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Wellington Arch, London

Categories: Monuments, Tourist Spots
Inspirock Rating:
3.8/5 based on 380+ reviews on the web
Set in the heart of Royal London at Hyde Park Corner, Wellington Arch is a landmark for Londoners and visitors alike and a great addition to a memorable day out in London. The balconies also offer unique views across London and of the Household Cavalry, passing beneath on their way to and from the Changing of the Guard at Horse Guards Parade every morning. It was originally commissioned as a grand outer entrance to Buckingham Palace and moved to its present site in 1882.
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  • I love this Ark, she is so pretty. Not need to make a detour to see but if you go there do to go and see!
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  • Don't expect a monument. But still worth a few minutes of attention. Even with sightseeing tour by bus
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  • Wellington arch stands at the South-eastern end of Hyde Park in Central London. The triumphal arch was opened in 1830. He should recall for the British victories in the Napoleonic wars. The Quadriga, which is Europe's largest bronze sculpture perched on the bow. There was a police station in the arch until 1992. Today, we find a small museum that abundant entrance fee like almost everything else in London. We have looked at extensively the triumphal arch from the outside and we well liked. A truly impressive building. Especially the powerful Quadriga has done to us. The British can build monuments hold really well.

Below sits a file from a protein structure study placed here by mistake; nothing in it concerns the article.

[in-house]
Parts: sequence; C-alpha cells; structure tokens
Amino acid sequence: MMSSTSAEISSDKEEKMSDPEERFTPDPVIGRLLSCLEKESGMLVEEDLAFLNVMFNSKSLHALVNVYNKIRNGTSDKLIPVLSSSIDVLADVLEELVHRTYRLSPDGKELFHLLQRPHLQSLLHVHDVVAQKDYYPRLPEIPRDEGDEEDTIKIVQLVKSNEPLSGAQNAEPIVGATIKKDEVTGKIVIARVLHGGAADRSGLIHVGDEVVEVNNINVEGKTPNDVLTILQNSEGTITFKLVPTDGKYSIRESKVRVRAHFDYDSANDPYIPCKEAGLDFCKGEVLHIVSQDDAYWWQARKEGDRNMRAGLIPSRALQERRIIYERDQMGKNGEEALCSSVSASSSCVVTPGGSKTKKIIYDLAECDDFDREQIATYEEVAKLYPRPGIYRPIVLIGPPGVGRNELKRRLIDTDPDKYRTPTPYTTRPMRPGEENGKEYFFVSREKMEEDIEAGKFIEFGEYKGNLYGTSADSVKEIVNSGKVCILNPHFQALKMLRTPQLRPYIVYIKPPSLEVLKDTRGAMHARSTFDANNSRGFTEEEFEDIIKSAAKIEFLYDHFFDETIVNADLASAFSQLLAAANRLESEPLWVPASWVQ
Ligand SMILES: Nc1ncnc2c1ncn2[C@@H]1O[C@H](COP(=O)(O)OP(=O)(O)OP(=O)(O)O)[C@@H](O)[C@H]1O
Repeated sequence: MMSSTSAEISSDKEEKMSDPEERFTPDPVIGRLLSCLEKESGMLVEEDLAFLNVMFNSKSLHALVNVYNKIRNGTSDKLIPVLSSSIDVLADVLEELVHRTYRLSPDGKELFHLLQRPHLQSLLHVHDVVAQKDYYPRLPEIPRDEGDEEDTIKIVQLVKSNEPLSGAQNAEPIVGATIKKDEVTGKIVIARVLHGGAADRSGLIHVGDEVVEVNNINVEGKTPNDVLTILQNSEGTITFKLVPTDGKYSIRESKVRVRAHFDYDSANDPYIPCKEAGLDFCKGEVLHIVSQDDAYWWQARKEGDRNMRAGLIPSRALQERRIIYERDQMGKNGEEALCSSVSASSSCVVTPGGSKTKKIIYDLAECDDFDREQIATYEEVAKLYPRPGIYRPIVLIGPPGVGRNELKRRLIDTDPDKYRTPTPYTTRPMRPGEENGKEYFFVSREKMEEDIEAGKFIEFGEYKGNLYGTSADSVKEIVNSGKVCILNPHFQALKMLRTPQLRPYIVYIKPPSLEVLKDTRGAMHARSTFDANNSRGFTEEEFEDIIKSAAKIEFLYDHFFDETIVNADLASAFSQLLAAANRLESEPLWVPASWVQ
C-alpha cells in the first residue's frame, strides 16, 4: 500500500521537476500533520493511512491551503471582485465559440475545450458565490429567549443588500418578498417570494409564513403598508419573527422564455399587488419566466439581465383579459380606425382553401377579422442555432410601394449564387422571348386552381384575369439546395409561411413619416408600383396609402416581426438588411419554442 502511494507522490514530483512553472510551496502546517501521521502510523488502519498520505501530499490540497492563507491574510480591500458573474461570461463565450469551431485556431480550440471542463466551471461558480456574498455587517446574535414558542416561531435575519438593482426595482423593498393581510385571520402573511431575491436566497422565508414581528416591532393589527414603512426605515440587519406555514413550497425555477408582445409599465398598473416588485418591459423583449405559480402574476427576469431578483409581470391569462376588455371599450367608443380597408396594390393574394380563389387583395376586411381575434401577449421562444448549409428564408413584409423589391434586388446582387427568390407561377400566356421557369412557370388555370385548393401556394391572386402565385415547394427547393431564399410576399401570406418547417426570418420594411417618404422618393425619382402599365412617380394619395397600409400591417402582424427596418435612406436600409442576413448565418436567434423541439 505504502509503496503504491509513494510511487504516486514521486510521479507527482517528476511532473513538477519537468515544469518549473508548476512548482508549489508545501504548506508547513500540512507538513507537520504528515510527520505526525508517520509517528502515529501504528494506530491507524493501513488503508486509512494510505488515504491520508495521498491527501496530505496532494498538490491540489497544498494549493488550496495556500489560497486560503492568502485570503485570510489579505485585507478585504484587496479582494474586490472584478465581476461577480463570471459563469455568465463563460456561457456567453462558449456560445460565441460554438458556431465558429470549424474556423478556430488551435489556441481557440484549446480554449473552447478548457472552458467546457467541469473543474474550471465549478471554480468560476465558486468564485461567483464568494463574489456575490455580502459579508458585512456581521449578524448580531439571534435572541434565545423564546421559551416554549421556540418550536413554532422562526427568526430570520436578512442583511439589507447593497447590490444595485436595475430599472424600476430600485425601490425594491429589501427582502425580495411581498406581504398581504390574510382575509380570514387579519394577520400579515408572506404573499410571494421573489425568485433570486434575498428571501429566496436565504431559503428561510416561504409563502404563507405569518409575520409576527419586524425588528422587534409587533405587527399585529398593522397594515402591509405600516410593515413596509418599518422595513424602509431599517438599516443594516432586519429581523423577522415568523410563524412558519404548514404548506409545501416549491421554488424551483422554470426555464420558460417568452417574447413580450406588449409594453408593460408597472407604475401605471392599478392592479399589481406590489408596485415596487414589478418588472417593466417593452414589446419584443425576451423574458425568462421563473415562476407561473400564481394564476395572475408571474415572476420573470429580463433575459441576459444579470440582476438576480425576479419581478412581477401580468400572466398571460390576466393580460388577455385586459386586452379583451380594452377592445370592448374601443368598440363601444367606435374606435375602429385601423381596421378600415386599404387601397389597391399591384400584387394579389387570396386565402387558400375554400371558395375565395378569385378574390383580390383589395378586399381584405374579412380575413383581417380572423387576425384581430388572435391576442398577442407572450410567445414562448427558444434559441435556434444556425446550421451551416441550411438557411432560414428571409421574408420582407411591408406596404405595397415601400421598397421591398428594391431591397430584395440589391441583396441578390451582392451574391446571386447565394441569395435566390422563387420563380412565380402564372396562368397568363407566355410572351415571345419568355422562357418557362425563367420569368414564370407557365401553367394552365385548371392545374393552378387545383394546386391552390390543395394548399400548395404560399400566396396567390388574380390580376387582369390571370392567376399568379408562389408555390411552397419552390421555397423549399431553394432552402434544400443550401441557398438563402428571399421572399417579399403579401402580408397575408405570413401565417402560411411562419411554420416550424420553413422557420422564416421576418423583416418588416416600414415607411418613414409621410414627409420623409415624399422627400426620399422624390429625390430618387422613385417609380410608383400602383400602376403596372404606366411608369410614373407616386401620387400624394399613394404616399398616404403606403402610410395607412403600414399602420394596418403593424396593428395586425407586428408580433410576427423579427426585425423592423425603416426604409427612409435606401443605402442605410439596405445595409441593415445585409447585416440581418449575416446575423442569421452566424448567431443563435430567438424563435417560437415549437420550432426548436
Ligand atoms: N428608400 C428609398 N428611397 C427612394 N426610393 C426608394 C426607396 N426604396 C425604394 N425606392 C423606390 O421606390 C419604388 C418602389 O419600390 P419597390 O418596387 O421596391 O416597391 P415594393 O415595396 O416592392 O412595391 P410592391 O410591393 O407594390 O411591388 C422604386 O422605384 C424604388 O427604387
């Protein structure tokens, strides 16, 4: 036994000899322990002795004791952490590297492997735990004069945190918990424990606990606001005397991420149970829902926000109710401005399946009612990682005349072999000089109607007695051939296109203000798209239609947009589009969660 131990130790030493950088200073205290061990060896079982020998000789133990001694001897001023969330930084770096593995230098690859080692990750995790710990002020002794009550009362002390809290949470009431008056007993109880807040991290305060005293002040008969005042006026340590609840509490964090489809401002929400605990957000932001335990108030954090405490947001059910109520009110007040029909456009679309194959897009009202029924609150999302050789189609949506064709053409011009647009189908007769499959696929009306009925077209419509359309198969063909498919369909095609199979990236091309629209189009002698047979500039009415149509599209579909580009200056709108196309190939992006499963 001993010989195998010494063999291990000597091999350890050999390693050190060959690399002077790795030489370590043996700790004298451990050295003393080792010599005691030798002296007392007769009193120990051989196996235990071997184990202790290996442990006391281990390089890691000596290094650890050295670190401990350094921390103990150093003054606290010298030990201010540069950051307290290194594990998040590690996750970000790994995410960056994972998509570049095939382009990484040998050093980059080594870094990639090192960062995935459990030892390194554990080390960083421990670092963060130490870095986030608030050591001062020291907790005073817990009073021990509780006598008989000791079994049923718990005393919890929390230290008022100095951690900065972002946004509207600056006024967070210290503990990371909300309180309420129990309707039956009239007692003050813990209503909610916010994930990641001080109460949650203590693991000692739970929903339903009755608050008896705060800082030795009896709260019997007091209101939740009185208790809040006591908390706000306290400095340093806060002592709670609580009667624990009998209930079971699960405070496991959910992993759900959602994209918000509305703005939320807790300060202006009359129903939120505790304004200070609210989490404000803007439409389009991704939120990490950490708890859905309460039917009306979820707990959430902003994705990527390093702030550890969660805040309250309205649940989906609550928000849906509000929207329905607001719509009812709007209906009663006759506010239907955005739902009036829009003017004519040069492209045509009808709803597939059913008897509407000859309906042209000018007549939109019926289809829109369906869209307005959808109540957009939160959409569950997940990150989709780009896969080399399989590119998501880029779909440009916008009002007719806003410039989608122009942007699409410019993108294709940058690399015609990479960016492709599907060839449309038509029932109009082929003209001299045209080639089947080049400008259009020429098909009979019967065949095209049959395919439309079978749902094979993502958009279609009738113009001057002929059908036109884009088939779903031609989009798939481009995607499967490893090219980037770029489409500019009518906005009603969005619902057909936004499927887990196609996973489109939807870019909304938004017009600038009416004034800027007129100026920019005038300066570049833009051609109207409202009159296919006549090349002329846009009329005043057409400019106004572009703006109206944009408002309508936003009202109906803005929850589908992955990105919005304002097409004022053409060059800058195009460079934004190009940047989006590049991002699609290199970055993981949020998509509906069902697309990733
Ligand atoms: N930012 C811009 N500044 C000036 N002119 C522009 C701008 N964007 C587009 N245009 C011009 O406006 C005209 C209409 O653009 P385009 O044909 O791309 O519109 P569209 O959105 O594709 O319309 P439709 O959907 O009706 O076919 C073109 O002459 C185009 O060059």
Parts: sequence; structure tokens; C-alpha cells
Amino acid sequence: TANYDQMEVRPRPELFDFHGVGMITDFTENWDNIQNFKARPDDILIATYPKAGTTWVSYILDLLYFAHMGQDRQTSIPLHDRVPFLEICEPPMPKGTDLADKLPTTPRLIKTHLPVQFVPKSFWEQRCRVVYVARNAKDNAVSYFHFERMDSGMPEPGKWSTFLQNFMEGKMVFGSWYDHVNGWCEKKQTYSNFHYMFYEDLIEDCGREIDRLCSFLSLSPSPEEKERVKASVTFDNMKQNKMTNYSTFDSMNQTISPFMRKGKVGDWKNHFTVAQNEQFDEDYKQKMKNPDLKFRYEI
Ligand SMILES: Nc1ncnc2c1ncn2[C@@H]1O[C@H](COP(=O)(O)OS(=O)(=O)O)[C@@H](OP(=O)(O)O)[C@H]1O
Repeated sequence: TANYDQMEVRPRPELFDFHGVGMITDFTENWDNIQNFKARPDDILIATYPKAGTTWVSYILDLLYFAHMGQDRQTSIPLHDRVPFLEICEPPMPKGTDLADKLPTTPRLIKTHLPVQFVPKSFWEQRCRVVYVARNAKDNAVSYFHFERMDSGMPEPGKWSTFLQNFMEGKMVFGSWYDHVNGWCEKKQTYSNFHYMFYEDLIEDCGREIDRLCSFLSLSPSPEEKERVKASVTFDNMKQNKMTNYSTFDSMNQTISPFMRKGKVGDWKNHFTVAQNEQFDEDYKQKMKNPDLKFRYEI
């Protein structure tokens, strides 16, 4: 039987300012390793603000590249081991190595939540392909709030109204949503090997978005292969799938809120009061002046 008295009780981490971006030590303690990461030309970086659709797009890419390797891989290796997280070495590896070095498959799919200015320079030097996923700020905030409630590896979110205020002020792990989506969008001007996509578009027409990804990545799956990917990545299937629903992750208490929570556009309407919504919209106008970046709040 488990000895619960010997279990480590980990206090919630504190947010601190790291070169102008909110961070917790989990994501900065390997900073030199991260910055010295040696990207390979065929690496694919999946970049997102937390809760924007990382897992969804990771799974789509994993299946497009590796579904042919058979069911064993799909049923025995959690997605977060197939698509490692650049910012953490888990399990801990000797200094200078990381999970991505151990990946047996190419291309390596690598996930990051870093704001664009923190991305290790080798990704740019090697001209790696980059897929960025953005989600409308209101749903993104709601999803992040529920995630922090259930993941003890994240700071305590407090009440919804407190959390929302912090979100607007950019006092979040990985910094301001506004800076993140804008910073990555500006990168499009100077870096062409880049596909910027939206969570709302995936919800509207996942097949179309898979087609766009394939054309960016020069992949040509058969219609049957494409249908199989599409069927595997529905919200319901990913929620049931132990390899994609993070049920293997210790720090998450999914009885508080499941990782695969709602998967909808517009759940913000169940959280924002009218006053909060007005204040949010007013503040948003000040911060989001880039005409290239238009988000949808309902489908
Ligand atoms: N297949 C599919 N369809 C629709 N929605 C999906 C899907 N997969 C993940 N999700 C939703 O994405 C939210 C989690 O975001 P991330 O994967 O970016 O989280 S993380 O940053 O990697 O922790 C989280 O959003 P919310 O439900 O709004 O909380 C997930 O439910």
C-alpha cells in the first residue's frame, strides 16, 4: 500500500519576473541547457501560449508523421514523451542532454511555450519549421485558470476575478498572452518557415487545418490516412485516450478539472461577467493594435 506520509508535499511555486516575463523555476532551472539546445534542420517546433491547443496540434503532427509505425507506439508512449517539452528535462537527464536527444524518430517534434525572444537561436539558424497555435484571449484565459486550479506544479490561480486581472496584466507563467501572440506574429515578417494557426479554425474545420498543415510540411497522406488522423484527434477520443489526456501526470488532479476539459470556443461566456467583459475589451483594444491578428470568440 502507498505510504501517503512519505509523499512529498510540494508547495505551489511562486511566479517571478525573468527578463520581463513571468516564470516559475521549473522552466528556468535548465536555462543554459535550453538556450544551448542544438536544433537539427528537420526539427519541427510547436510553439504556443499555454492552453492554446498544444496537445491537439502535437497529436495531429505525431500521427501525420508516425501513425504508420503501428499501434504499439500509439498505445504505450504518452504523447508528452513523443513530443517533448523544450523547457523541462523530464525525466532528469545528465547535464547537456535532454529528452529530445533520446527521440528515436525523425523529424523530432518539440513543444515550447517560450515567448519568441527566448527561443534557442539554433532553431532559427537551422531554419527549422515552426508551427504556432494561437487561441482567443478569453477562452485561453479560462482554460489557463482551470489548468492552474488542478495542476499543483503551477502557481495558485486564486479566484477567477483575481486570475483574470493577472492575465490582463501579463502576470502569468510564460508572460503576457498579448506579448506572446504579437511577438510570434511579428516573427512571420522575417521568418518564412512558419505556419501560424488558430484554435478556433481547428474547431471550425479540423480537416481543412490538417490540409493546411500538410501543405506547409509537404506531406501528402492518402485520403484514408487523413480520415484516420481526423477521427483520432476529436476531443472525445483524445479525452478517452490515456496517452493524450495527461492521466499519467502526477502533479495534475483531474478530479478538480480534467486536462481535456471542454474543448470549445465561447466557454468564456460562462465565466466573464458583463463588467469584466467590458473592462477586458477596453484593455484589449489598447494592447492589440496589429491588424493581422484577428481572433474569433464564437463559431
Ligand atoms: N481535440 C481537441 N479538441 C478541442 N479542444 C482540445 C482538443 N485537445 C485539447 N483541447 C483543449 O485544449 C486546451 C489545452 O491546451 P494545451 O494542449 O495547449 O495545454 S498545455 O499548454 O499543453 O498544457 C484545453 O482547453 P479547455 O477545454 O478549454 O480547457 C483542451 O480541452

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  • It's Peng tbh
  • Very impressive from outside. You have to pay to go inside and upstairs.
  • Triumphantly triumphant triumphal arch. Wrought iron gates are spectacular.
  • It's pretty from the outside, and it's pretty small on the inside, and unlike most London monuments and museums, it's not at all free to enter. Choose what you will but the best stuff is on the outside.
  • The whole Hyde Park thing is a must, with a walk down Horse Guards parade past the Royal Albert Hall and the Barracks to the pomp and splendour of Hyde Park Corner. There is an eerie sense of the grandeur of times when Britain was in its ascendency. I'd visited as a child but was urged to return having read Bill Bryson's "Icons of England", a must for any traveller to that fair and pleasant land.
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